In Vienna, four gasometers were built in 1899 as part of the Vienna municipal gas works. While the gasometers were used until 1984, the structures were designated as protected historic landmark in 1978. Due to this designation, the historic brick exterior walls were preserved but sat empty for about a decade. In a revitalization effort in 1995, the gasometers were converted into a mixed-use development with apartments at the top floors, office space in the middle floors, and retail/entertainment in the bottom floors.

August 12th Post Below:

Fulton Gas Works operated for nearly 120 years, providing gas to illuminate and heat Richmond from a site near Rocketts Landing. Neglected for decades, many of its structures have been demolished. The city plans to demolish the few that remain, including an extremely rare late 19th-century gasometer and a 1937 art deco boiler house emblazoned with the Fulton Gas Works name.

The steel skeleton of the gasometer and the decorative brickwork of the boiler house represent important elements of Richmond’s industrial and manufacturing heritage. These structures facilitated the expansion and development of Richmond by providing critical jobs and infrastructure. They serve as prominent visual landmarks and create a unique and authentic sense of place for the neighborhood and the city.

Richmond officials did not solicit public comment about their plans, and now demolition permits are in process. Preservation of the gasometer and adaptive reuse of the buildings is called for in the Richmond Riverfront Plan. These structures are essential elements of our community’s historic built environment that should be saved. If the structures must be dismantled for site remediation, then the structures — particularly the gasometer — should be rebuilt in the same place. We hope citizens will reach out to Mayor Levar Stoney to save these irreplaceable structures by emailing him at [email protected]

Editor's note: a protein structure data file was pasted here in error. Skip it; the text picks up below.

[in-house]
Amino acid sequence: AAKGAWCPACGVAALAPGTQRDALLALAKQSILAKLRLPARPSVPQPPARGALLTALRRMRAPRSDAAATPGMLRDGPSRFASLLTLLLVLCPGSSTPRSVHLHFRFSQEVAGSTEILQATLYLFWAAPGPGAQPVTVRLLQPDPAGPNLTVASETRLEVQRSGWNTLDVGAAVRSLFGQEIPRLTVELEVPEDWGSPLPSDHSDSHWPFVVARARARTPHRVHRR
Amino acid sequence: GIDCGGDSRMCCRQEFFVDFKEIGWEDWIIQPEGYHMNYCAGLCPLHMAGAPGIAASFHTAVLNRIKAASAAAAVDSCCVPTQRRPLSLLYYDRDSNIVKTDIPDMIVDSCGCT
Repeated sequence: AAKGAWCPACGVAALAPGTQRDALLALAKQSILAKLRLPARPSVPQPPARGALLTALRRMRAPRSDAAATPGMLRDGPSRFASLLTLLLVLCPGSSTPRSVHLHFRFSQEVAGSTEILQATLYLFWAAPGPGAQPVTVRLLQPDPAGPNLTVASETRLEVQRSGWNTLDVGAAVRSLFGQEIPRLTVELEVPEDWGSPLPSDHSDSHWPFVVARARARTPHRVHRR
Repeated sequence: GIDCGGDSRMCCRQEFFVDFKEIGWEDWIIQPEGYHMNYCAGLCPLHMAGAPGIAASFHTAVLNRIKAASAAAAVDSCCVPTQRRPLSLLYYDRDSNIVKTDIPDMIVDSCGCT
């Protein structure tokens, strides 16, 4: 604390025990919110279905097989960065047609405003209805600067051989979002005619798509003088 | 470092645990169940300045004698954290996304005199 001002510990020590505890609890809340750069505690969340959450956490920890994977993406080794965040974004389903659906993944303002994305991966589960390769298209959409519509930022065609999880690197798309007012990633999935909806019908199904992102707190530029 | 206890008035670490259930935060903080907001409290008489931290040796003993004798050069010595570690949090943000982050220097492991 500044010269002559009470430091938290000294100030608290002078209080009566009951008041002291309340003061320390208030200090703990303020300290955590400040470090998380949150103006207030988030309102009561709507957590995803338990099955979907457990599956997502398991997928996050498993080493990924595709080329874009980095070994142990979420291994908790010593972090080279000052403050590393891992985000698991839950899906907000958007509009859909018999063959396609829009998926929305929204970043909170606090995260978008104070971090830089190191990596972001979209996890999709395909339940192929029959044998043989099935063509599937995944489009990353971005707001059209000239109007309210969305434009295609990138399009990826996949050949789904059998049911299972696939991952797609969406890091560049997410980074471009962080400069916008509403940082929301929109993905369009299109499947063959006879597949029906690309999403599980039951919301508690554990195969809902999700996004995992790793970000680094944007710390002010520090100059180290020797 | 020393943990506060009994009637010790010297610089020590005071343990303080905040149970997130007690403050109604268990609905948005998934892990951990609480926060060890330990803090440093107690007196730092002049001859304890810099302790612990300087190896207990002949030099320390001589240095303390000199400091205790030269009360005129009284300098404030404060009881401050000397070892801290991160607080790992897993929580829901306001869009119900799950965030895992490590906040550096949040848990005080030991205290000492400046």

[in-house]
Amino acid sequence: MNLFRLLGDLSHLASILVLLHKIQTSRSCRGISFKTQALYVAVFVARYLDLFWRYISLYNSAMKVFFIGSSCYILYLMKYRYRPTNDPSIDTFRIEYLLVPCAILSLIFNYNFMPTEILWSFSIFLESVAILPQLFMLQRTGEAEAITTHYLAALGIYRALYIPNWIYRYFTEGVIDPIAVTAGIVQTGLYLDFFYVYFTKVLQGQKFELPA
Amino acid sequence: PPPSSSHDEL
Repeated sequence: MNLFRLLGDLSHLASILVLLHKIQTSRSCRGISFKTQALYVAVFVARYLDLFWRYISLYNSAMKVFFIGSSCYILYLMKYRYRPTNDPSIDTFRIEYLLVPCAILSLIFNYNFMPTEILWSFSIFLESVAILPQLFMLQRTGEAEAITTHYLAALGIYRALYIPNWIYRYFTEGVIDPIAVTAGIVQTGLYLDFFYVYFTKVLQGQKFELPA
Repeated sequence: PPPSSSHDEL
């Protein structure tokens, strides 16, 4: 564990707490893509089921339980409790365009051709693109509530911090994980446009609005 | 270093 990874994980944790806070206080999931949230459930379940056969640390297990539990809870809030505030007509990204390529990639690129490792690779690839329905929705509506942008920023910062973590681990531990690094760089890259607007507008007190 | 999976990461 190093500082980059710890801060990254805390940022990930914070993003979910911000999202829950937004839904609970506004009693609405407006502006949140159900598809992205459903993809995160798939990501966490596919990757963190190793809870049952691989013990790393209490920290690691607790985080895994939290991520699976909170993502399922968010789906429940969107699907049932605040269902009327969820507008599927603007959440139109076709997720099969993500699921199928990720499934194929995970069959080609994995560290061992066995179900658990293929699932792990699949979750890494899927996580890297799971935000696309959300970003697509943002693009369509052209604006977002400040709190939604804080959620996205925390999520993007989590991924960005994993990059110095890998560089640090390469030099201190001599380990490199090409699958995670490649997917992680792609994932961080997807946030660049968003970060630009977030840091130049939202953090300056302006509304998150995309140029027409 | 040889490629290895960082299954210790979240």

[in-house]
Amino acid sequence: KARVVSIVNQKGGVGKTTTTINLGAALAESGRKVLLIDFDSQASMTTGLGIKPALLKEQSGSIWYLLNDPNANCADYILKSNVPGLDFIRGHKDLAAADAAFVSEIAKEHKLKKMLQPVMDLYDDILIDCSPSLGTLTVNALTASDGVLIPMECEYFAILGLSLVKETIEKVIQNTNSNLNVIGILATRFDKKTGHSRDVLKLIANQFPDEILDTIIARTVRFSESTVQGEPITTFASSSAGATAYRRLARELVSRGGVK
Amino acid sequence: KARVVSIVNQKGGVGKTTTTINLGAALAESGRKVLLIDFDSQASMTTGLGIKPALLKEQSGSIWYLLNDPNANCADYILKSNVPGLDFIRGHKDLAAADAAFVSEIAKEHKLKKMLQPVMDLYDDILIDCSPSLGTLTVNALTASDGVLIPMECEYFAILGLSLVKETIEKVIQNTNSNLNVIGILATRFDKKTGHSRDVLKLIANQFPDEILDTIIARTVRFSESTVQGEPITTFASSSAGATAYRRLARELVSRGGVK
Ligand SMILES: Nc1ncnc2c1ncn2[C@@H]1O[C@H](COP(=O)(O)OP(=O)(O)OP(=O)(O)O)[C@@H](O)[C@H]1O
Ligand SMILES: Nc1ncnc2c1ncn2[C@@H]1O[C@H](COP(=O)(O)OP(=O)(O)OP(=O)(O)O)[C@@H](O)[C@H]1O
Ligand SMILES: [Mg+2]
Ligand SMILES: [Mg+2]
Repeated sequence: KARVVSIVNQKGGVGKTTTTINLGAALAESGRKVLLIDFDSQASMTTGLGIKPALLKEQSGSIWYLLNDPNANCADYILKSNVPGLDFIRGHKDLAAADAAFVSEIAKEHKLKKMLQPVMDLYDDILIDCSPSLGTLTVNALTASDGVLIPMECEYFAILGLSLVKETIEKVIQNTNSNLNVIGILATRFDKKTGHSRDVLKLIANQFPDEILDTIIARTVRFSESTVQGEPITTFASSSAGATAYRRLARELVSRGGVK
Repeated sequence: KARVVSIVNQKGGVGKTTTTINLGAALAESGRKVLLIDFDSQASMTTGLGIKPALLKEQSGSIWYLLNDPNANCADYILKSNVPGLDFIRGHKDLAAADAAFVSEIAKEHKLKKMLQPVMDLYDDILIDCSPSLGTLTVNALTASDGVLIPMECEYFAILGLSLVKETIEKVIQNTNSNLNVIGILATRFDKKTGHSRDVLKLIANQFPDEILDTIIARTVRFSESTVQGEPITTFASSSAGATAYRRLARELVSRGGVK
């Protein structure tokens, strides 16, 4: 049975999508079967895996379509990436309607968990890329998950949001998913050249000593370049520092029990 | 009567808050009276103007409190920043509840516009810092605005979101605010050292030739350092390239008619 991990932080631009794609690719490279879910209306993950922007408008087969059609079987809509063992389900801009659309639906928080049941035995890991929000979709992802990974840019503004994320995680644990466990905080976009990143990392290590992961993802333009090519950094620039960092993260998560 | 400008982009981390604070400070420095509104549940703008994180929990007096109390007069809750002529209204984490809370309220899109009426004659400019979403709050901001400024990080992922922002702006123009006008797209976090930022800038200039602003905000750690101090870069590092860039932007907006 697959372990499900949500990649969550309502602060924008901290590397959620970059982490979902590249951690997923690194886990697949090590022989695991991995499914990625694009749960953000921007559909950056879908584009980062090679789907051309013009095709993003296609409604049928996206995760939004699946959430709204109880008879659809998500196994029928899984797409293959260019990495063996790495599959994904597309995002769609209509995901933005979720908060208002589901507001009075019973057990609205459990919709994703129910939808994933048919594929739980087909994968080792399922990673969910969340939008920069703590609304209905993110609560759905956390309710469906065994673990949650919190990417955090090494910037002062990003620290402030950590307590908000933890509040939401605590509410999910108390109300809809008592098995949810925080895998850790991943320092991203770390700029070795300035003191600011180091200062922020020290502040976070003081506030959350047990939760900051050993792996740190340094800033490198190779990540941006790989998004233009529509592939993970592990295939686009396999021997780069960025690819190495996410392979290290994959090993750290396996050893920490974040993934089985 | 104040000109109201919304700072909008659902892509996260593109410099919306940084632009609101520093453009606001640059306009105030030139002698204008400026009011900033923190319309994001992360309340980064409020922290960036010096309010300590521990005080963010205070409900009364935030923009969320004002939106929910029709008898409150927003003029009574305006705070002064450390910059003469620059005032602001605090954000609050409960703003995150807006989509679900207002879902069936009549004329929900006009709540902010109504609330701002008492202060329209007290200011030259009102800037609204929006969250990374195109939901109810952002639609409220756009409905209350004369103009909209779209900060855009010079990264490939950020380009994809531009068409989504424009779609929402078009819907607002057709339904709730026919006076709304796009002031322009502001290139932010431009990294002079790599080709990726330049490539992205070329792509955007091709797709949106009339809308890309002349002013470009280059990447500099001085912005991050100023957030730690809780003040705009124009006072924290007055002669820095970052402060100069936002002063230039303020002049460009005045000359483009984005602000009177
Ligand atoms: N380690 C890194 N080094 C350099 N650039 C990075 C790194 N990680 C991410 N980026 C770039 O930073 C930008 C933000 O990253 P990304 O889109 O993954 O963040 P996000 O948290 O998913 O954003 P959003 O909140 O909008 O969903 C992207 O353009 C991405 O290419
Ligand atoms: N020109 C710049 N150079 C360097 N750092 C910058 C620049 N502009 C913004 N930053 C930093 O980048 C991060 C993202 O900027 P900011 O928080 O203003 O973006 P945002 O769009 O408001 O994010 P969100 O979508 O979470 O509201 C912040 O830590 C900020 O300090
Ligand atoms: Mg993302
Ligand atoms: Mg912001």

The proposed demolition highlights the fact that the city does not have a preservation plan identifying its important historic, architectural and cultural resources. It is time for Richmond to prepare a preservation plan. We at Historic Richmond stand ready to work with the city and our neighbors throughout the community to develop a plan that can help identify, preserve, protect and promote sites throughout the city — from African American cemeteries to infrastructure like the gasometer, the Pump House and the canals, and to historic neighborhoods. We ask the community to reach out to Richmond 300 to call for a preservation plan by emailing [email protected]

 

What is a gasometer anyway?

A gasometer is a device used to hold gas before it is dispersed to local customers. As gas would accumulate the bladder inside the structure would fill rising to the top of the metal frame and then deflate as gas was delivered throughout the city.